”Libraries Say Yes, Officials Do Quiz Them About Users”


WASHINGTON, June 19 - Law enforcement officials have made at least 200 formal and informal inquiries to libraries for information on reading material and other internal matters since October 2001, according to a new study that adds grist to the growing debate in Congress over the government's counterterrorism powers.

Skip to next paragraph In some cases, agents used subpoenas or other formal demands to obtain information like lists of users checking out a book on Osama bin Laden. Other requests were informal - and were sometimes turned down by librarians who chafed at the notion of turning over such material, said the American Library Association, which commissioned the study.

The association, which is pushing to scale back the government's powers to gain information from libraries, said its $300,000 study was the first to examine a question that was central to a House vote last week on the USA Patriot Act: how frequently federal, state and local agents are demanding records from libraries.

The Bush administration says that while it is important for law enforcement officials to get information from libraries if needed in terrorism investigations, officials have yet to actually use their power under the Patriot Act to demand records from libraries or bookstores.

The library issue has become the most divisive in the debate on whether Congress should expand or curtail government powers under the Patriot Act, and it was at the center of last week's vote in the House approving a measure to restrict investigators' access to libraries.

The study does not directly answer how or whether the Patriot Act has been used to search libraries. The association said it decided it was constrained from asking direct questions on the law because of secrecy provisions that could make it a crime for a librarian to respond. Federal intelligence law bans those who receive certain types of demands for records from challenging the order or even telling anyone they have received it.

As a result, the study sought to determine the frequency of law enforcement inquiries at all levels without detailing their nature. Even so, organizers said the data suggested that investigators were seeking information from libraries far more frequently than Bush administration officials had acknowledged.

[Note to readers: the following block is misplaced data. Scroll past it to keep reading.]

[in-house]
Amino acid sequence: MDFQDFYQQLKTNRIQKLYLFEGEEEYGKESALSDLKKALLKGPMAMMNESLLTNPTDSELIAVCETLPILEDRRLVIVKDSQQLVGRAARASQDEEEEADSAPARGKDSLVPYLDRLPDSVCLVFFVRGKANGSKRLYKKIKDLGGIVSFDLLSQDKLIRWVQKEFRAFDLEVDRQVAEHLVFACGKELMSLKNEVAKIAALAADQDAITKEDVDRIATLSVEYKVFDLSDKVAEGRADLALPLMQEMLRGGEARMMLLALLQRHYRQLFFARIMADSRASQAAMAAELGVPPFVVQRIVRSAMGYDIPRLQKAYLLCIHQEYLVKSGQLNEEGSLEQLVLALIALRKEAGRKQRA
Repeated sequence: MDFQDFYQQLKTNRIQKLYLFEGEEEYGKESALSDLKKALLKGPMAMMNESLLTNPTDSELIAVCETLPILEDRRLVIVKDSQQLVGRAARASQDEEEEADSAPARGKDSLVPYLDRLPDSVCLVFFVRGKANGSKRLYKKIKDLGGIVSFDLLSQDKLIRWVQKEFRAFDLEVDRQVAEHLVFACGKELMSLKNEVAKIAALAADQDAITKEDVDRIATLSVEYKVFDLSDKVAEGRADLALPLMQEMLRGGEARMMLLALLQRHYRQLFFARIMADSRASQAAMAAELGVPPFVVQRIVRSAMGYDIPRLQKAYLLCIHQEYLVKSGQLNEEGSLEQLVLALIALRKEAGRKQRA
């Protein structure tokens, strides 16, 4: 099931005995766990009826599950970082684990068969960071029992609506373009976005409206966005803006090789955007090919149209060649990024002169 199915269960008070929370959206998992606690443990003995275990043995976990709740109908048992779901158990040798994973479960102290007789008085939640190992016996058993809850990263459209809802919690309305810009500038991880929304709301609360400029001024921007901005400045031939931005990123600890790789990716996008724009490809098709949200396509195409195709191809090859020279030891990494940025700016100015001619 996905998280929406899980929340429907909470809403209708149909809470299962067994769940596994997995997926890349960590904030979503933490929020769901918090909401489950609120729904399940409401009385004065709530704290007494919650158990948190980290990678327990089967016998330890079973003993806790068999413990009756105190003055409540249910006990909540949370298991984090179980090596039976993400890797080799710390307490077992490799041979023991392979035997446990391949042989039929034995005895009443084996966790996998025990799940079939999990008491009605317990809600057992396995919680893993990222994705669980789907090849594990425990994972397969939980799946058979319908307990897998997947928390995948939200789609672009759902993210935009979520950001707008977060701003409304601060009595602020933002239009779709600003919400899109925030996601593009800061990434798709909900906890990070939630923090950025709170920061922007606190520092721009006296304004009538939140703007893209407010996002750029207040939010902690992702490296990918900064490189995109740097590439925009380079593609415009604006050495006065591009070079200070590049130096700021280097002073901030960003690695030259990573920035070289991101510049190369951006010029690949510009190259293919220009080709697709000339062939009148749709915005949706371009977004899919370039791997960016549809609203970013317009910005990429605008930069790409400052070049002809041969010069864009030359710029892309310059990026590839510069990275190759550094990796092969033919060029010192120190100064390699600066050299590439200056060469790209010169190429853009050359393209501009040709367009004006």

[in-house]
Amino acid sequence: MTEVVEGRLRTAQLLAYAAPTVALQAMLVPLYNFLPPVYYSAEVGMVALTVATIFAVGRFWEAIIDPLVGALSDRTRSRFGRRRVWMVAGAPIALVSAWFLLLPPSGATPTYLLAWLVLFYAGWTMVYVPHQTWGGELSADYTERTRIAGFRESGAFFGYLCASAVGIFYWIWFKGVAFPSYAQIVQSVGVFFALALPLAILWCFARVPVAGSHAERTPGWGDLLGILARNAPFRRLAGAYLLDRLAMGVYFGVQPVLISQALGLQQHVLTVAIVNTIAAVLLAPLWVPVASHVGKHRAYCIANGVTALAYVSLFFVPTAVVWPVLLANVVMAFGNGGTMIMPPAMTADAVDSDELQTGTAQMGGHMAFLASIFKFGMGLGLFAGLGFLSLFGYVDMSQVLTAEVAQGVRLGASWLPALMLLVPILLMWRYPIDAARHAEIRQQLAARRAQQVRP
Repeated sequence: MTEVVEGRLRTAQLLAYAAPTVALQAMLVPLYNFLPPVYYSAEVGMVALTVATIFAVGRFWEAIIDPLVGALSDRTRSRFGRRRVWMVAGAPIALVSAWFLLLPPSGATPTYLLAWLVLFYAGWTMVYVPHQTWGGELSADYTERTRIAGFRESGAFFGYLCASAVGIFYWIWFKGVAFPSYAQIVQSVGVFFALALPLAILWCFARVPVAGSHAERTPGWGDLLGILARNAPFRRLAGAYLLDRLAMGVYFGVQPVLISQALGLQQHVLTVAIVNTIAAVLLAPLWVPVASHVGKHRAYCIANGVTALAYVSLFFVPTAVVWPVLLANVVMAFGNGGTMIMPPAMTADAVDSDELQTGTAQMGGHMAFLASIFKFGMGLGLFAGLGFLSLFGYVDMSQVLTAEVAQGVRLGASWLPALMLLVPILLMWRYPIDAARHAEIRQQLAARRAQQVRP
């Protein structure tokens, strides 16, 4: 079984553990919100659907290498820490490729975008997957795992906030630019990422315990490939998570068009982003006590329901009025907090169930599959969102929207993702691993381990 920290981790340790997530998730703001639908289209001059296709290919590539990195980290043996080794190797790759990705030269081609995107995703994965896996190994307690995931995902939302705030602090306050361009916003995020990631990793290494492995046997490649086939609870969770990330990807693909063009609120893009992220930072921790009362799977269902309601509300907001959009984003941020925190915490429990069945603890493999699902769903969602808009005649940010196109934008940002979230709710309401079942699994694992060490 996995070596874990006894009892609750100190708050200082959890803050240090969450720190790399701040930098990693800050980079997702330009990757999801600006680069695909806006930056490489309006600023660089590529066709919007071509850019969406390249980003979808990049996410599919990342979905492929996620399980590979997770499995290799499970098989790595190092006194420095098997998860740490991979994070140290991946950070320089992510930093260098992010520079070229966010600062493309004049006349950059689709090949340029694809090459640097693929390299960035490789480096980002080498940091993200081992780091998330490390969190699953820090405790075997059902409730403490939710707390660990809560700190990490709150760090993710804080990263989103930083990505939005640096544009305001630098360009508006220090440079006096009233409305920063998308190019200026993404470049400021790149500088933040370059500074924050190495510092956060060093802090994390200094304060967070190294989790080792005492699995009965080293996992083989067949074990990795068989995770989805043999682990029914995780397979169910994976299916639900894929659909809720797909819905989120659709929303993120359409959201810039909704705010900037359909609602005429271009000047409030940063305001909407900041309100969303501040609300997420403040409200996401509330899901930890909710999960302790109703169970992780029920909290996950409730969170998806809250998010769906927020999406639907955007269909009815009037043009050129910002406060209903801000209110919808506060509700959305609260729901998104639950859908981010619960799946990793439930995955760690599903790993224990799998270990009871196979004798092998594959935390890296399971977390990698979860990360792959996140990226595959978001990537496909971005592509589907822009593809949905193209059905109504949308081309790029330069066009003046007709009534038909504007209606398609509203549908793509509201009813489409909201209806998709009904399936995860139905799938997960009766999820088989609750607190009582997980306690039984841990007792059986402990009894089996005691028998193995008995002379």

"What this says to us," said Emily Sheketoff, the executive director of the library association's Washington office, "is that agents are coming to libraries and they are asking for information at a level that is significant, and the findings are completely contrary to what the Justice Department has been trying to convince the public."

Kevin Madden, a Justice Department spokesman, said that the department had not yet seen the findings and that he could not comment specifically on them. But Mr. Madden questioned the relevance of the data to the debate over the Patriot Act, noting that the types of inquiries found in the survey could relate to a wide range of law enforcement investigations unconnected to terrorism or intelligence.

"Any conclusion that federal law enforcement has an extraordinary interest in libraries is wholly manufactured as a result of misinformation," Mr. Madden said.

The study, which surveyed 1,500 public libraries and 4,000 academic libraries, used anonymous responses to address legal concerns. A large majority of those who responded to the survey said they had not been contacted by any law enforcement agencies since October 2001, when the Patriot Act was passed.

But there were 137 formal requests or demands for information in that time, 49 from federal officials and the remainder from state or local investigators. Federal officials have sometimes used local investigators on joint terrorism task forces to conduct library inquiries.

In addition, the survey found that 66 libraries had received informal law enforcement requests without an official legal order, including 24 federal requests. Association officials said the survey results, if extrapolated from the 500 public libraries that responded, would amount to a total of some 600 formal inquires since 2001.
One library reporting that it had received a records demand was the Whatcom County system in a rural area of northwest Washington.